Eagle opts for education over legislation. Town board declines to jump on the plastic bag ban bandwagon
September 2, 2018
EAGLE — Eagle's town board members said they want to reduce plastic bag use, but politely declined to pass a law to force it.
Instead, the town board decided to let the private sector take the lead, instead of legislating it, as Vail and Avon did.
"We clearly want to protect the environment. There is no greater microcosm than a small valley," Kevin Brubeck said.
Town board member Matt Solomon said he grew up in the grocery business.
“People don’t want to be forced to do something. They want to be able to choose for themselves.”Melissa KirrSustainability programs director, Walking Mountains Science Center
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"I am for environmental sustainability. I am against legislating a plastic bag ban," Solomon said.
Eagle resident Luke Causey said the opportunity lies in creativity. Local elementary students, for example, are partnering with a company that makes plastic decking.
"You can either legislate the problem away, or put Eagle squarely in the center of this creative problem solving," Causey said.
Legislatively banning plastic bags is "unnecessary," Causey said.
"It's like people who buy a Prius to save the world … the narrative can be misleading. It's what you would do instead of actually doing something," Causey said.
Bags already being eliminated
Kroger, City Market's parent company, will eliminate plastic bags from all of its stores in the next few years, Eagle City Market store manager Dave Betts said.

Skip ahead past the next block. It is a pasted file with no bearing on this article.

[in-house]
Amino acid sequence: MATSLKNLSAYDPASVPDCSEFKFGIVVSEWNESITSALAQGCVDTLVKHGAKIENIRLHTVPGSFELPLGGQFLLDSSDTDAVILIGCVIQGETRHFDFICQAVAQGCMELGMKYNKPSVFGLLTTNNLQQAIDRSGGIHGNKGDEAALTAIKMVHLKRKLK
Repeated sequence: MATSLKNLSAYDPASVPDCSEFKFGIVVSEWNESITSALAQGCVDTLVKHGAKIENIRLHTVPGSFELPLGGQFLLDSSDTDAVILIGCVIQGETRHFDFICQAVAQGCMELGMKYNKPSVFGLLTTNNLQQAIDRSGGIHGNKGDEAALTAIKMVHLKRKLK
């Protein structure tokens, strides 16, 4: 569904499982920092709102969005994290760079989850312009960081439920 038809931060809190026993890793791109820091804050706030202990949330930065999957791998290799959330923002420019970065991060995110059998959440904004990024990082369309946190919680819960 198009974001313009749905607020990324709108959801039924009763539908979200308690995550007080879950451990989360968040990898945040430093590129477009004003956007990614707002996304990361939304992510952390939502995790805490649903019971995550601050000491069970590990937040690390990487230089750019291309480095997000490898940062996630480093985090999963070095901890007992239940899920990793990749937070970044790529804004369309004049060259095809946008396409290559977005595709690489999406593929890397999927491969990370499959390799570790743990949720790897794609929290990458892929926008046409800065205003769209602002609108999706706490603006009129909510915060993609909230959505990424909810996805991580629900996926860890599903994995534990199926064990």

"Kroger is already doing this," Betts said.
Kroger was named Fortune Magazine's Change the World award winner. The company's goal is zero waste by 2025, Betts said.
In fact, the company's goal is to end hunger in its communities by 2025, Betts said.
Eagle resident Julie Richards proposed the bag ban idea to the town board a month and a half ago.
"The average single-use plastic bag is used for 12 minutes. We have not been around long enough to see one go away," Richards said.
After Avon banned plastic bags, tourists tended to be angrier than residents, Richards said.
Talking to Eagle business managers, Richards said one convenience store manager said it would be a disaster. But across the street, another convenience store manager said it was no big deal.
Melissa Kirr, Walking Mountains Science Center's sustainability programs director, said Walking Mountains is not on either side of the political plastic bag question. Like Eagle, they want what's best for the environment.
"It's great that they're taking a step toward eliminating any kind of waste," Kirr said.
It will require an increased push to convince people to abandon plastic bags, she said.
"People don't want to be forced to do something. They want to be able to choose for themselves," she said
Staff Writer Randy Wyrick can be reached at 970-748-2935 and firstname.lastname@example.org.